Look Past the Bull and You Will See a Lurking Bear ~ The Risk Averse Alert

Thursday, June 04, 2009

Look Past the Bull and You Will See a Lurking Bear

Following yesterday's late-session S&P 500 futures jam job (the second in less than a week), today's trading yet again revealed just how little interest there really is in owning equities...


Observe the volume trend since March '09 bottom. This is the very picture of distribution from strong hands to weak.

As best as can be ascertained, the final exchange came early-May. Since then, further gains apparently have required help from the Chicago Mercantile Exchange (where S&P 500 futures are traded). Most telling is the utter failure of this to draw any significant new interest in equities.

Why is no one highlighting this troublesome volume trend?

OEX 5-min

All is proceeding as one might expect following Monday's (6.1.09) opening surge took 5-minute RSI to a buy-side extreme. Judging by the S&P 100's several advancing periods over the past ten days, today's advance exhibited some of the weakest relative strength yet (despite RSI generally remaining on the buy-side all day).

What can I say about this? One man's bull market is another man's circle jerk. Indeed, time will tell (and it won't be long) whether the CME has been enlisted to help strong hands build short positions...


Forgive me for being repetitive here. It simply is astonishing that, after the market's brutal decline into March '09 bottom the overwhelming sentiment has become cocksure bullish. Indeed, more than two months have passed since Put volume exceeded Call volume on the CBOE.

This is not healthy. Think "wall of worry" ... then, ask yourself, where is this being displayed?

Apparently the belief among some observers is that, Call buying largely is coming from players looking to exercise their right once the underlying equity moves in their favor. However, the volume trend seems to belie this presumption.

So, one wonders... Is Call buying instead hedging short equity positions?

We're also seeing OEX Put open interest catch up with Call open interest (this after having begun the June front month at about 2/3 of Call open interest). Normally, I regard the bulk of options open interest as hedging underlying equity positions. However, in this case I am not so sure.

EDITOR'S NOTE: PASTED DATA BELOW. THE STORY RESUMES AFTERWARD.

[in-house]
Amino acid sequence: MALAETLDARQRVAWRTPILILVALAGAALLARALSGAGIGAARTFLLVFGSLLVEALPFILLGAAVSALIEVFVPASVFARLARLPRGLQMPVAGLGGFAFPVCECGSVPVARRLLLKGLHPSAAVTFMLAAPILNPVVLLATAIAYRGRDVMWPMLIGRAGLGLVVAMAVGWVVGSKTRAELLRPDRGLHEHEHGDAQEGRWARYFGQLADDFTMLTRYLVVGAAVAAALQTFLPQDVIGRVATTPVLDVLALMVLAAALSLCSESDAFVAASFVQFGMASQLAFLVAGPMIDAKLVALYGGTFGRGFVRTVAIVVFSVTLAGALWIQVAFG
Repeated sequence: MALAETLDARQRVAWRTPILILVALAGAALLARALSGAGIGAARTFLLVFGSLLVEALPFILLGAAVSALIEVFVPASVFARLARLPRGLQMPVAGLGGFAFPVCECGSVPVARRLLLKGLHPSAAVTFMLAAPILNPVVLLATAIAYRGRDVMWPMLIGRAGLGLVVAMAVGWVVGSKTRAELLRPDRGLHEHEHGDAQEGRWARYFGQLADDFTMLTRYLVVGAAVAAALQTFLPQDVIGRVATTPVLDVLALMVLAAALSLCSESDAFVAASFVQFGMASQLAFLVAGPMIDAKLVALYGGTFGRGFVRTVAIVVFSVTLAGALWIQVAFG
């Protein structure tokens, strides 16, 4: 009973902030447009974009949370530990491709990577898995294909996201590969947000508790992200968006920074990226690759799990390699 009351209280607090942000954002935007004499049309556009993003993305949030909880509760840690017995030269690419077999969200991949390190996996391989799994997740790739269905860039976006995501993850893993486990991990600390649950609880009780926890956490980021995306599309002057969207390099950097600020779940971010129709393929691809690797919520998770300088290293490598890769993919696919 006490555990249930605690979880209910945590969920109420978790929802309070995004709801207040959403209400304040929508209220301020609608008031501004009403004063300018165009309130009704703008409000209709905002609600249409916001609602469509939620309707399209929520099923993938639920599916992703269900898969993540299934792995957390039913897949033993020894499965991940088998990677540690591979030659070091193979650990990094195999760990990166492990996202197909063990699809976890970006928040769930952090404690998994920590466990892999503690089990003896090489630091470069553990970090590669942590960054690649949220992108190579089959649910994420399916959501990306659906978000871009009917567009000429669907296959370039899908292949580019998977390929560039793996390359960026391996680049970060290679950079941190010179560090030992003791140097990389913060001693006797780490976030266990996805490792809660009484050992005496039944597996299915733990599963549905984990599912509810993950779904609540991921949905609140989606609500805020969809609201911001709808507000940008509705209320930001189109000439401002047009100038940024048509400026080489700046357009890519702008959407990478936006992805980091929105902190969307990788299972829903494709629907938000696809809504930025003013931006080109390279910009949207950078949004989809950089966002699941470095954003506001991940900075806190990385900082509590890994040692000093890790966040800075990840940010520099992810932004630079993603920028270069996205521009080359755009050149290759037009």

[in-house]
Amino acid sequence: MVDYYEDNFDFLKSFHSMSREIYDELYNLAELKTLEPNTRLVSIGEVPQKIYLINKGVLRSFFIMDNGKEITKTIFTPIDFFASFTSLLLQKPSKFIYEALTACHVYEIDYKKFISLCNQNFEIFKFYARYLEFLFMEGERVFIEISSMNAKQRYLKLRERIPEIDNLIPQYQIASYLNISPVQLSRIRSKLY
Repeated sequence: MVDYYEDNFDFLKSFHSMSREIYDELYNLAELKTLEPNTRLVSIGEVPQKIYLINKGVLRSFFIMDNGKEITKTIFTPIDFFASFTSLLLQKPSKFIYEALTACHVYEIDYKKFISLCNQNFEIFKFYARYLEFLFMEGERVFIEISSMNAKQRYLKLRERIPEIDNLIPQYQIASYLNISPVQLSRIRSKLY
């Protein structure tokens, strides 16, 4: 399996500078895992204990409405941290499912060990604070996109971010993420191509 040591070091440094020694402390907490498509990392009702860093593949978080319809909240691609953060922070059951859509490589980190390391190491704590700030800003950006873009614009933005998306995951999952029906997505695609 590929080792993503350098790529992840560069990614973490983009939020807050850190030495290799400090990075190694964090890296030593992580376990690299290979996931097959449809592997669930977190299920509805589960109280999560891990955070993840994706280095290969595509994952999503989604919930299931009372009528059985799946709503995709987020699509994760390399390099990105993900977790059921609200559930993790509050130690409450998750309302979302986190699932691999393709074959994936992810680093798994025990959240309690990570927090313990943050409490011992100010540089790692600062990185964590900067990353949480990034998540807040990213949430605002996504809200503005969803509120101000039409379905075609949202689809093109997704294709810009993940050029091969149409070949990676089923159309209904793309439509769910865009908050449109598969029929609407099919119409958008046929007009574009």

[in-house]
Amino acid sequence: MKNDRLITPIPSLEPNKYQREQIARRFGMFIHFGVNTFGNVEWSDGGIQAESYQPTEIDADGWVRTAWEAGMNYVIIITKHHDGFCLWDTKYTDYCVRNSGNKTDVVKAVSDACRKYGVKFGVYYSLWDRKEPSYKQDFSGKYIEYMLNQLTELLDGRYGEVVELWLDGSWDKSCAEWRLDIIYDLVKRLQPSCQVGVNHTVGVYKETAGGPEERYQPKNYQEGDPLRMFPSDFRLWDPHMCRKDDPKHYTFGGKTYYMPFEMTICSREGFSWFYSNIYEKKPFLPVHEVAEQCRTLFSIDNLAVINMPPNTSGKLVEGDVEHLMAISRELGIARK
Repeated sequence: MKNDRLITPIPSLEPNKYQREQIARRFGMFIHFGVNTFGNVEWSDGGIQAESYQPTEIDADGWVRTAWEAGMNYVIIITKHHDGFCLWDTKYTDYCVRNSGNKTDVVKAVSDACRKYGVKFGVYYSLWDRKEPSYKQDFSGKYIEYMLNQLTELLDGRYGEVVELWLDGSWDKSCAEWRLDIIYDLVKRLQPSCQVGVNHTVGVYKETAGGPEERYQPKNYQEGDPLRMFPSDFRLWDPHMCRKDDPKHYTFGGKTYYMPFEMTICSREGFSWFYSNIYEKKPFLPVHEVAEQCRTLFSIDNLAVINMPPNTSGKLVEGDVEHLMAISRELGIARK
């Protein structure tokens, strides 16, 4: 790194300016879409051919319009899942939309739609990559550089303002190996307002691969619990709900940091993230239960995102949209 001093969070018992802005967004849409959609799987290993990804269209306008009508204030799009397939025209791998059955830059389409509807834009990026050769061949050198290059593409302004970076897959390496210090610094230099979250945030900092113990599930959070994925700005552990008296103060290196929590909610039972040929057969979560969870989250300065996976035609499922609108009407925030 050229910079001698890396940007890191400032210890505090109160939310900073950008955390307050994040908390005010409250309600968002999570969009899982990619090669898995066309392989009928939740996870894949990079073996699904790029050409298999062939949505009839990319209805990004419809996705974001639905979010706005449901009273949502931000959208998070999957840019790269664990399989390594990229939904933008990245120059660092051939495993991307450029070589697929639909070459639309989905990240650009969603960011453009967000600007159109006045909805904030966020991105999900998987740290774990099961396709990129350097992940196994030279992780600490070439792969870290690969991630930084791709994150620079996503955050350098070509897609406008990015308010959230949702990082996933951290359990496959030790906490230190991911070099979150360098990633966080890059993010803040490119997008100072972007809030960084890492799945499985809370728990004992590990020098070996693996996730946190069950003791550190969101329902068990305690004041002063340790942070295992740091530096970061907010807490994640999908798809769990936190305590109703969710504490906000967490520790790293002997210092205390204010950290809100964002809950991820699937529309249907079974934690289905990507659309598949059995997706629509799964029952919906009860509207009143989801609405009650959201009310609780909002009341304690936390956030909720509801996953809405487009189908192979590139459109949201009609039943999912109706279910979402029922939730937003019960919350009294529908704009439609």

Prior to its October 2007 peak, there were countless instances when the market was rising and equity positions were being hedged with OEX Put options. This typically resulted in an expansion of Put open interest over Call open interest and proved a very healthy condition. (If you think again from a "wall of worry" perspective, you realize that worried long equity players naturally would hedge their positions with Put options.)

Then, a normal bout of profit taking would set in and OEX Call open interest would begin catching up with Put open interest. This added Call open interest was assumed to be hedging short equity positions opened during the market's correction.

Right about the time selling was nearly extinguished and the market was about to return to its bullish ways, OEX Call open interest often would match (and sometimes slightly exceed) Put open interest.

One assumes, then, that some portion of this added Call open interest was positioning for the bull market's return.

Similarly, one presently wonders whether the added OEX Put open interest we're seeing is positioning for a return of the bear? Given the volume trend I rather strongly suspect it is...

Fast Money
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